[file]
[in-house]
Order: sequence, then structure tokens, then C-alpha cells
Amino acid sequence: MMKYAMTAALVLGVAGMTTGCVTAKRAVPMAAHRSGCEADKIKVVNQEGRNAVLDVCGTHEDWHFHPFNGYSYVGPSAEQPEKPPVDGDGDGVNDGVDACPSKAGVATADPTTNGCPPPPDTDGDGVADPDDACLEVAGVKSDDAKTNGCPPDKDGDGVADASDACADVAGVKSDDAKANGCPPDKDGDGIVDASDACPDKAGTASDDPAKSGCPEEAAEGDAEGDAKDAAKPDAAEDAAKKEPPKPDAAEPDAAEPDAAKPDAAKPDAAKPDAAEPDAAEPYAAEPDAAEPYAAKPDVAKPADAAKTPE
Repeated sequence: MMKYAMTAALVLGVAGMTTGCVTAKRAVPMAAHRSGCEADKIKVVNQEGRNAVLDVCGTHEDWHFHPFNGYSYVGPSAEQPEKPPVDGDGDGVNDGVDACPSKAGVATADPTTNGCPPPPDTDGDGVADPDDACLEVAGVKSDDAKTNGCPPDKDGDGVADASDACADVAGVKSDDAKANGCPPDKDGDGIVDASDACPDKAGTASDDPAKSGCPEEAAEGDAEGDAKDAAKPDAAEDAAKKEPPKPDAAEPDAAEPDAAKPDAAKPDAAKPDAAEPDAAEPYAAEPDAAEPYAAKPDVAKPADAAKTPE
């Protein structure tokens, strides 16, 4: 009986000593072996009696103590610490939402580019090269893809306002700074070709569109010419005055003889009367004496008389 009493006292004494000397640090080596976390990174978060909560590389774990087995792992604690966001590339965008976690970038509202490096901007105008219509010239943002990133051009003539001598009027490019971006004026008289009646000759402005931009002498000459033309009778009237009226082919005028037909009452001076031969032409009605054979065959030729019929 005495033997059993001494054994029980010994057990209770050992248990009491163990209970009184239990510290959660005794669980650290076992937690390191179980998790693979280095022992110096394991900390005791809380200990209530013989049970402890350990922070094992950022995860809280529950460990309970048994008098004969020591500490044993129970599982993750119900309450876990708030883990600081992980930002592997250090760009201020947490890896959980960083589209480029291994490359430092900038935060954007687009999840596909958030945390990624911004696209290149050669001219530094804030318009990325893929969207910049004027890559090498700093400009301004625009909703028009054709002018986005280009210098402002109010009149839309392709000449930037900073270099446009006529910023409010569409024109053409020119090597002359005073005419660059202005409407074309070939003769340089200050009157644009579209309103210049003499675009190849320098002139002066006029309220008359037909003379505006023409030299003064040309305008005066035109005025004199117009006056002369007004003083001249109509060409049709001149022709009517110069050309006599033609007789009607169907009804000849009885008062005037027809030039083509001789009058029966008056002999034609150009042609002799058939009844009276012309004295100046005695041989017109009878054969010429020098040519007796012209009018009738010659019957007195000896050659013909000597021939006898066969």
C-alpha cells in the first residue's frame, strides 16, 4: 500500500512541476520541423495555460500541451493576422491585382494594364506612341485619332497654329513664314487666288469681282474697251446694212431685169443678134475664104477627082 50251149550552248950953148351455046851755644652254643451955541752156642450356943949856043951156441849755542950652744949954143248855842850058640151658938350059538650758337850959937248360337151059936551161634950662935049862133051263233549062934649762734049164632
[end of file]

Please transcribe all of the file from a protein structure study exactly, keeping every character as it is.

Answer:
[in-house]
Order: sequence, then structure tokens, then C-alpha cells
Amino acid sequence: MMKYAMTAALVLGVAGMTTGCVTAKRAVPMAAHRSGCEADKIKVVNQEGRNAVLDVCGTHEDWHFHPFNGYSYVGPSAEQPEKPPVDGDGDGVNDGVDACPSKAGVATADPTTNGCPPPPDTDGDGVADPDDACLEVAGVKSDDAKTNGCPPDKDGDGVADASDACADVAGVKSDDAKANGCPPDKDGDGIVDASDACPDKAGTASDDPAKSGCPEEAAEGDAEGDAKDAAKPDAAEDAAKKEPPKPDAAEPDAAEPDAAKPDAAKPDAAKPDAAEPDAAEPYAAEPDAAEPYAAKPDVAKPADAAKTPE
Repeated sequence: MMKYAMTAALVLGVAGMTTGCVTAKRAVPMAAHRSGCEADKIKVVNQEGRNAVLDVCGTHEDWHFHPFNGYSYVGPSAEQPEKPPVDGDGDGVNDGVDACPSKAGVATADPTTNGCPPPPDTDGDGVADPDDACLEVAGVKSDDAKTNGCPPDKDGDGVADASDACADVAGVKSDDAKANGCPPDKDGDGIVDASDACPDKAGTASDDPAKSGCPEEAAEGDAEGDAKDAAKPDAAEDAAKKEPPKPDAAEPDAAEPDAAKPDAAKPDAAKPDAAEPDAAEPYAAEPDAAEPYAAKPDVAKPADAAKTPE
């Protein structure tokens, strides 16, 4: 009986000593072996009696103590610490939402580019090269893809306002700074070709569109010419005055003889009367004496008389 009493006292004494000397640090080596976390990174978060909560590389774990087995792992604690966001590339965008976690970038509202490096901007105008219509010239943002990133051009003539001598009027490019971006004026008289009646000759402005931009002498000459033309009778009237009226082919005028037909009452001076031969032409009605054979065959030729019929 005495033997059993001494054994029980010994057990209770050992248990009491163990209970009184239990510290959660005794669980650290076992937690390191179980998790693979280095022992110096394991900390005791809380200990209530013989049970402890350990922070094992950022995860809280529950460990309970048994008098004969020591500490044993129970599982993750119900309450876990708030883990600081992980930002592997250090760009201020947490890896959980960083589209480029291994490359430092900038935060954007687009999840596909958030945390990624911004696209290149050669001219530094804030318009990325893929969207910049004027890559090498700093400009301004625009909703028009054709002018986005280009210098402002109010009149839309392709000449930037900073270099446009006529910023409010569409024109053409020119090597002359005073005419660059202005409407074309070939003769340089200050009157644009579209309103210049003499675009190849320098002139002066006029309220008359037909003379505006023409030299003064040309305008005066035109005025004199117009006056002369007004003083001249109509060409049709001149022709009517110069050309006599033609007789009607169907009804000849009885008062005037027809030039083509001789009058029966008056002999034609150009042609002799058939009844009276012309004295100046005695041989017109009878054969010429020098040519007796012209009018009738010659019957007195000896050659013909000597021939006898066969």
C-alpha cells in the first residue's frame, strides 16, 4: 500500500512541476520541423495555460500541451493576422491585382494594364506612341485619332497654329513664314487666288469681282474697251446694212431685169443678134475664104477627082 50251149550552248950953148351455046851755644652254643451955541752156642450356943949856043951156441849755542950652744949954143248855842850058640151658938350059538650758337850959937248360337151059936551161634950662935049862133051263233549062934649762734049164632